[Catalog-sig] A modest proposal for securing PyPI with TUF
Trishank Karthik Kuppusamy
tk47 at students.poly.edu
Thu Mar 14 01:11:04 CET 2013
On 03/13/2013 02:15 PM, Daniel Holth wrote:
> With all the different kinds of metadata, It's interesting to note
> that currently TUF seems to only be concerned with the available file
> names and their integrity. (Some of us will think of PEP 426
> "PKG-INFO" first when we hear the word metadata.)
Yes, you are right that the many different kinds of metadata in this
discussion (TUF metadata, PyPI metadata) makes things a little confusing
My understanding of PEP 426 is that the distribution metadata is
specified by the developer with the setup.py script.
To take the running Django example, since the Django developers will
sign everything under the Django role with their own keys that the D
role will talk about, setup.py, as well as the generated "PKG-INFO",
will be signed by the Django developers. This means that pip + TUF will
be able to verify these distribution metadata indirectly via the source
Does this answer your question?
> It looks like the D metadata lists all the filenames for Django, and
> then Django lists them again with hashes and signatures. Why all the
> lists? Does every Django release re-assert all the versions of Django
> that are available on the index?
Good observation. For D, you are talking about the "paths" attribute here:
For Django, you are talking about the "targets" attribute here:
Why is "paths" in D listing all the "targets" that Django already talks
about? Presently, this is because our target delegation tool
(signercli.py) is being paranoid and making sure that D is explicitly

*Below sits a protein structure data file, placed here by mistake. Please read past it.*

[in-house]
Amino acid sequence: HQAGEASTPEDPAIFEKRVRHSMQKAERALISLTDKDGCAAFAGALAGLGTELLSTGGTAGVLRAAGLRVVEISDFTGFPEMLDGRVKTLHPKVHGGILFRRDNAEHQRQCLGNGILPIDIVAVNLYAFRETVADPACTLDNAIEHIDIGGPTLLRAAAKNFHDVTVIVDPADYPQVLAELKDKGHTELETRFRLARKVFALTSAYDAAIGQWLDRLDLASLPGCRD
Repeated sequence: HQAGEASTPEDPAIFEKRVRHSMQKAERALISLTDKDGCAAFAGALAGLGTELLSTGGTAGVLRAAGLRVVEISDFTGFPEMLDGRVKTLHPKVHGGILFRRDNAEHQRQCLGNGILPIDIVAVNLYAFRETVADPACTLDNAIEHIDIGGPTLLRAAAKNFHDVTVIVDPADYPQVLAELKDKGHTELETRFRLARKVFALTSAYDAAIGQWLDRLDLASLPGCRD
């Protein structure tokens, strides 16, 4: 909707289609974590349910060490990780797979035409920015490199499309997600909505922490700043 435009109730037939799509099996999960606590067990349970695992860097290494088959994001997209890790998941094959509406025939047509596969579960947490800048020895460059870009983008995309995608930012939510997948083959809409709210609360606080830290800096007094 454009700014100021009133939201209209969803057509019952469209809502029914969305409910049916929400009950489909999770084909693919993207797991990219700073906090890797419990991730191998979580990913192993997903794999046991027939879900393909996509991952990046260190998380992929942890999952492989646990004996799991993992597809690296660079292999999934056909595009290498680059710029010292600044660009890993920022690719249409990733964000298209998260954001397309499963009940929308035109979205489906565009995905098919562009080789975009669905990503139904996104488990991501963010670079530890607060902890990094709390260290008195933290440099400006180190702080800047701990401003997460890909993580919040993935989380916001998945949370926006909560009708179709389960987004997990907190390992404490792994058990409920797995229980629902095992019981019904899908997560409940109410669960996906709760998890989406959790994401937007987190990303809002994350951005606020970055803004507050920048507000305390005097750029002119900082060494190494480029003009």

delegating only targets matching these "paths".
However, the TUF specification allows for D to simply say, "I delegate
any target whatsoever under Django", by settings "paths" to
> How might I deal with producing the official source distribution
> myself and having a friend produce the official Windows build of a
There are a few solutions. You could have your friend produce the
official Windows build for a package, and then you could sign it,
implicitly trusting your friend but not publishing that trust.
A more secure solution would have you delegate that target to your friend.
> As an aside PyPI has been doubling in size every 1.5 - 2 years.
Exponential growth strikes again! We have anticipated this, and we have
a few solutions to curb the growth of TUF metadata. Since TUF metadata
is simply text, GZIP compression would go a long way. Alternatively, we
could implement delta updates of TUF metadata.
The more difficult problem is how to ensure that target delegation
structure scales with PyPI growth. A good design will keep this in mind
and plan accordingly.
Speaking of which, it may be the case that our design document for
integrating PyPI with TUF may not be terribly easy to understand. (After
all, you do need to understand TUF first, but TUF is fairly easy once
you understand its main ideas.) I plan to publish a friendlier document
which introduce TUF at a very high-level and instead discuss more
pragmatic issues (such as workflows).
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